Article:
void window_unload(Window *window)
{
  text_layer_destroy(title_layer);
  text_layer_destroy(location_layer);
  text_layer_destroy(temperature_layer);
  text_layer_destroy(time_layer);
}

The watch app (once compiled) should look like this:

pebble-screenshot_2014-02-02_13-16-29

Setting up AppMessage
Before we fetch the data from the Internet, we will need to set up the watch app to receive AppMessage messages from the Pebble phone app. Remember that with PebbleKit JS, the JavaScript code runs on the phone, and the results are sent via AppMessage to the watch for display. A basic overview of how that messaging system works can be seen in the “AppMessage system overview” section in the SDK 1.X Tutorial Section on the subject, but the methodology has changed with SDK 2.0. With that in mind, let’s add some basic AppMessage framework:

Step 1: Declaring keys. Keys are ‘labels’ used to tell each side of the system what the data value means. For example, a key called ‘temperature’ could have it’s associated value treated as a temperature value. The names of keys and how they are interpreted are entirely up to the programmer, as you will soon see. The list of keys we will use are shown in the declaration below:

enum {
  KEY_LOCATION = 0,
  KEY_TEMPERATURE = 1,
};

Step 2: Create a callback for receiving data from the phone. There are other callbacks for failed events, but we won’t worry about them here:

static void in_received_handler(DictionaryIterator *iter, void *context)
{

}

Step 3: Setting up AppMessage itself. This is done in init(), but before window_stack_push():

//Register AppMessage events
app_message_register_inbox_received(in_received_handler);
app_message_open(app_message_inbox_size_maximum(), app_message_outbox_size_maximum());    //Largest possible input and output buffer sizes

Step 4: Set up how we will process the received Tuples. After multiple AppMessage implementations, I’ve found the most reliable method is to read the first item, then repeat reading until no more are returned, using a switch based process_tuple() function to separate out the process. Here’s how that is best done:

static void in_received_handler(DictionaryIterator *iter, void *context) 
{
	(void) context;
	
	//Get data
	Tuple *t = dict_read_first(iter);
	while(t != NULL)
	{
		process_tuple(t);
		
		//Get next
		t = dict_read_next(iter);
	}
}

Next, declare some character buffers to store the last displayed data. The function text_layer_set_text() requires that the storage for the string it displays (when not a literal) is long-lived, so let’s declare it globally:

char location_buffer[64], temperature_buffer[32], time_buffer[32];

Thus, we must define what process_tuple() will do. This is the important part, as here is where the incoming Tuples will be dissected and acted upon. The key and value of each Tuple is read and the key used in a switch statement to decide what to do with the accompanying data:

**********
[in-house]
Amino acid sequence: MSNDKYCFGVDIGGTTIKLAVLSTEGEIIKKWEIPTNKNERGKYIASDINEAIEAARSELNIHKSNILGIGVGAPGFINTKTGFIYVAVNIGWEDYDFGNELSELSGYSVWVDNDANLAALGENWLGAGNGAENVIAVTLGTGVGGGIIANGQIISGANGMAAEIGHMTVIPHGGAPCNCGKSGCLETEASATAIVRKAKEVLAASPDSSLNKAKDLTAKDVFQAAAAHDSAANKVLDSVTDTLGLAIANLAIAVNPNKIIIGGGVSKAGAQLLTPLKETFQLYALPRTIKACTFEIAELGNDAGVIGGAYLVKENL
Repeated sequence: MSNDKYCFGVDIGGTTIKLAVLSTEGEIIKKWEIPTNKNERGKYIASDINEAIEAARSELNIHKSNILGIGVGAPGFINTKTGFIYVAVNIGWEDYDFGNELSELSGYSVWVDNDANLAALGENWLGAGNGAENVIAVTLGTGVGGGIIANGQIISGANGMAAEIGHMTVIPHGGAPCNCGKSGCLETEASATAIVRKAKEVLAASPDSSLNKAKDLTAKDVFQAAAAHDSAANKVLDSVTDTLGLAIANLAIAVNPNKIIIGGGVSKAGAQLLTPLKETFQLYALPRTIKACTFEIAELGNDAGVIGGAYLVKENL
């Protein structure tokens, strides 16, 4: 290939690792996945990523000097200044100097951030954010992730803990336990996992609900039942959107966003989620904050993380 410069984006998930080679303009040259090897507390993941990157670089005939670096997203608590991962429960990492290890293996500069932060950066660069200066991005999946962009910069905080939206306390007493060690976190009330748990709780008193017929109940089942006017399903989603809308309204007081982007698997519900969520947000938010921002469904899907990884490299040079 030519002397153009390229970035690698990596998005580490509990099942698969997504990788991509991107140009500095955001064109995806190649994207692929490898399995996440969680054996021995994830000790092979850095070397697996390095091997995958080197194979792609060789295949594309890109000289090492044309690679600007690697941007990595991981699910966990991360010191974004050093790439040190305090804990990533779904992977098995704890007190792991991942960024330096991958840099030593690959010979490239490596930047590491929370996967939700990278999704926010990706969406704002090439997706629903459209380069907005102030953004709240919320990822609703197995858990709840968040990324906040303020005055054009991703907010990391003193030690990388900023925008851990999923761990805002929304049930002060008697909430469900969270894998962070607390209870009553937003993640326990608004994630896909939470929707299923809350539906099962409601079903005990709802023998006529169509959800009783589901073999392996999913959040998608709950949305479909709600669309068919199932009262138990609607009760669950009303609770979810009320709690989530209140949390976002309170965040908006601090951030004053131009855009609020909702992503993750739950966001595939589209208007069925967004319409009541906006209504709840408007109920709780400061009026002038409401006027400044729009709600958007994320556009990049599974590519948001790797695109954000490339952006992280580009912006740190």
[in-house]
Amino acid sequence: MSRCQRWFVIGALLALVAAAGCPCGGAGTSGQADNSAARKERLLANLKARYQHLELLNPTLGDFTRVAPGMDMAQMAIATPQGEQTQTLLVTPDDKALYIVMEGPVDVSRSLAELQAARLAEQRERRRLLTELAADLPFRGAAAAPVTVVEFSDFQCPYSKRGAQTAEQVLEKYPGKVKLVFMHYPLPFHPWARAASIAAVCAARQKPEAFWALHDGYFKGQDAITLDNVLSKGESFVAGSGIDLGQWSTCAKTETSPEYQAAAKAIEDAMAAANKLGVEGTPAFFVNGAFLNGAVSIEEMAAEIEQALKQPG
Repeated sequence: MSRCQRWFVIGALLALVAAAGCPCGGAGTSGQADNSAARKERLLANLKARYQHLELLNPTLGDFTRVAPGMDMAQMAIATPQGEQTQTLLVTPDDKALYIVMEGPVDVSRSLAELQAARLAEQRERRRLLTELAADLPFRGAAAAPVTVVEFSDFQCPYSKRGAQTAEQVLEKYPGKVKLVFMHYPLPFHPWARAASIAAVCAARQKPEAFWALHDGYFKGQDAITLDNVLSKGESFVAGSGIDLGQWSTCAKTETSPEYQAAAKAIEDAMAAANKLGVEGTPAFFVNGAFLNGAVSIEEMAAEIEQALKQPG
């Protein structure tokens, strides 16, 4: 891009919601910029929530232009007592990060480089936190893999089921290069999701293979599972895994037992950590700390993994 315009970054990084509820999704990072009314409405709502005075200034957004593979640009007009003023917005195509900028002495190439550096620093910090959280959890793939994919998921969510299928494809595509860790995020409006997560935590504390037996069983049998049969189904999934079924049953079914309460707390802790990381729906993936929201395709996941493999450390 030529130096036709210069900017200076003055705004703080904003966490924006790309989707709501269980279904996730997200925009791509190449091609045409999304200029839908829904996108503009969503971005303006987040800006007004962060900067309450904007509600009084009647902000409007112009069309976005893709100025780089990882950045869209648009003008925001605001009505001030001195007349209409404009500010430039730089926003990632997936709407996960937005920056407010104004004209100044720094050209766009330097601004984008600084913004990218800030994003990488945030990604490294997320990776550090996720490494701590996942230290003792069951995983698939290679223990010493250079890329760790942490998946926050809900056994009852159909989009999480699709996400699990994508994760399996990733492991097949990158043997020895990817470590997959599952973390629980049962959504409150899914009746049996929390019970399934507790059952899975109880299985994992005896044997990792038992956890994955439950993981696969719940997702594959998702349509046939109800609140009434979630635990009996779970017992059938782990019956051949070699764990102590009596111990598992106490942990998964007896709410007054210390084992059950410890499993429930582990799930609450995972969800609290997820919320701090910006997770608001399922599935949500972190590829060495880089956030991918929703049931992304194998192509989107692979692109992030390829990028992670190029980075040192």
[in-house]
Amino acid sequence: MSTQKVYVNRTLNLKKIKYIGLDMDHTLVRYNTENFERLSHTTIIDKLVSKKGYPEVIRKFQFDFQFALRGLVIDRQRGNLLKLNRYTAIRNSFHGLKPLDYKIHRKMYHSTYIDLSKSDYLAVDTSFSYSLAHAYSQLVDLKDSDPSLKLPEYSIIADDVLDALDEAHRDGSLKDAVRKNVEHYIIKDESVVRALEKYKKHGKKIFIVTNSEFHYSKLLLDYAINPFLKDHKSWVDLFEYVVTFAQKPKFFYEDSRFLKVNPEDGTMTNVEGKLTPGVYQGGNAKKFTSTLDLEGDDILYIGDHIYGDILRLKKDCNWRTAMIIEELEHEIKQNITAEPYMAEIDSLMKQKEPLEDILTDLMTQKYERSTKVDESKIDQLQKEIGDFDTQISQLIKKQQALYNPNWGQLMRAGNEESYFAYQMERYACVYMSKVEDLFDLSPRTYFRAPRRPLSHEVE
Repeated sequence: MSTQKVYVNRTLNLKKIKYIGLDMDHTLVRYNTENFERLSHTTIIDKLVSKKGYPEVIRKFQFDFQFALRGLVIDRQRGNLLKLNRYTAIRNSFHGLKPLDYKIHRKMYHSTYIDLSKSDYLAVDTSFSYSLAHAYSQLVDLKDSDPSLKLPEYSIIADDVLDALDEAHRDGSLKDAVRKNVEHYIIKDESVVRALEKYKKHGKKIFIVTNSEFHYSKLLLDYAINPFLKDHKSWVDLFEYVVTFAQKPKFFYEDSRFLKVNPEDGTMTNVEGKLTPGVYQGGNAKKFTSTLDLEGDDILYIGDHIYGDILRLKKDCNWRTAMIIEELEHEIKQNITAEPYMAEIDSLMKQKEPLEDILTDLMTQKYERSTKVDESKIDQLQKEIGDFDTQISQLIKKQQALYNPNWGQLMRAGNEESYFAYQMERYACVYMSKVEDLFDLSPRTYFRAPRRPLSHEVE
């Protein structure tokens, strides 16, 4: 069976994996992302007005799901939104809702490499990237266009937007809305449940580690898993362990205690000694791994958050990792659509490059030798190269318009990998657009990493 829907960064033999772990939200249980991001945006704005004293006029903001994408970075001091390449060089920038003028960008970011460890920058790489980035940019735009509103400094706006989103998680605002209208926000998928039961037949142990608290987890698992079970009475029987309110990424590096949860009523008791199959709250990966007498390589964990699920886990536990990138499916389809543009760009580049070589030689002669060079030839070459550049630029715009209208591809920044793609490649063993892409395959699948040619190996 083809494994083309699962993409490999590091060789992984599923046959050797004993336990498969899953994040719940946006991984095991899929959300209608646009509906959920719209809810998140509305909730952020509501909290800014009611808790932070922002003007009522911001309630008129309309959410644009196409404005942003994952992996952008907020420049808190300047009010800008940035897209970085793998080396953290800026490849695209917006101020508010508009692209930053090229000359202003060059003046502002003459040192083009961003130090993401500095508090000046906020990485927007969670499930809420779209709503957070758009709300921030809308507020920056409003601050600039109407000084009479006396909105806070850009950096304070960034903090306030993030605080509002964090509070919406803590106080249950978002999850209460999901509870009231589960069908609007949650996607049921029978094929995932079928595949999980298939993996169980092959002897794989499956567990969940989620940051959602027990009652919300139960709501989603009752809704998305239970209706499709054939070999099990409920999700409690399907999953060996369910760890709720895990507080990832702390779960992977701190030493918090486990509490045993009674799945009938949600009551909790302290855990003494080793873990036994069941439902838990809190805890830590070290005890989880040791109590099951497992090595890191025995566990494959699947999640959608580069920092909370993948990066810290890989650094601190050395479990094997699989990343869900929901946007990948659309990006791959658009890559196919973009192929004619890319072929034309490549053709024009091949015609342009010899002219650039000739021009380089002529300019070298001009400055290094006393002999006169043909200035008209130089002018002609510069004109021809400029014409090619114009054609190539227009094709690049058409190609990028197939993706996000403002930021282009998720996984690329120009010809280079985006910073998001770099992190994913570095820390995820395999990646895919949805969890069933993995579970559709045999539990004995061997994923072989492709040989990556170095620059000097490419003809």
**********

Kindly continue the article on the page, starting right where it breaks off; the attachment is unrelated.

void process_tuple(Tuple *t)
{
  //Get key
  int key = t->key;

  //Get integer value, if present
  int value = t->value->int32;

  //Get string value, if present
  char string_value[32];
  strcpy(string_value, t->value->cstring);

  //Decide what to do
  switch(key) {
    case KEY_LOCATION:
      //Location received
      snprintf(location_buffer, sizeof("Location: couldbereallylongname"), "Location: %s", string_value);
      text_layer_set_text(location_layer, (char*) &location_buffer);
      break;
    case KEY_TEMPERATURE:
      //Temperature received
      snprintf(temperature_buffer, sizeof("Temperature: XX \u00B0C"), "Temperature: %d \u00B0C", value);
      text_layer_set_text(temperature_layer, (char*) &temperature_buffer);
      break;
  }

  //Set time this update came in
  time_t temp = time(NULL);
  struct tm *tm = localtime(&temp);
  strftime(time_buffer, sizeof("Last updated: XX:XX"), "Last updated: %H:%M", tm);
  text_layer_set_text(time_layer, (char*) &time_buffer);
}

That concludes the Pebble side of the system for now.

PebbleKit JS Setup
The Pebble phone app runs JavaScript code that actually fetches the data using the phone’s data connection, and then sends the results as AppMessage dictionaries to the watch for interpretation and display (as already mentioned). To start, on the left side of the CloudPebble screen, choose ‘JS’, and begin the file with this code segment to listen for when the Pebble app is opened:

Pebble.addEventListener("ready",
  function(e) {
    //App is ready to receive JS messages
  }
);

The next step is to declare the same set of keys to the JavaScript side as to the C side. To do this, go to Settings, and scroll down to ‘PebbleKit JS Message Keys’, and enter the same keys as defined in the C code , like so:


KEY_LOCATION 0
KEY_TEMPERATURE 1

Then hit ‘Save changes’.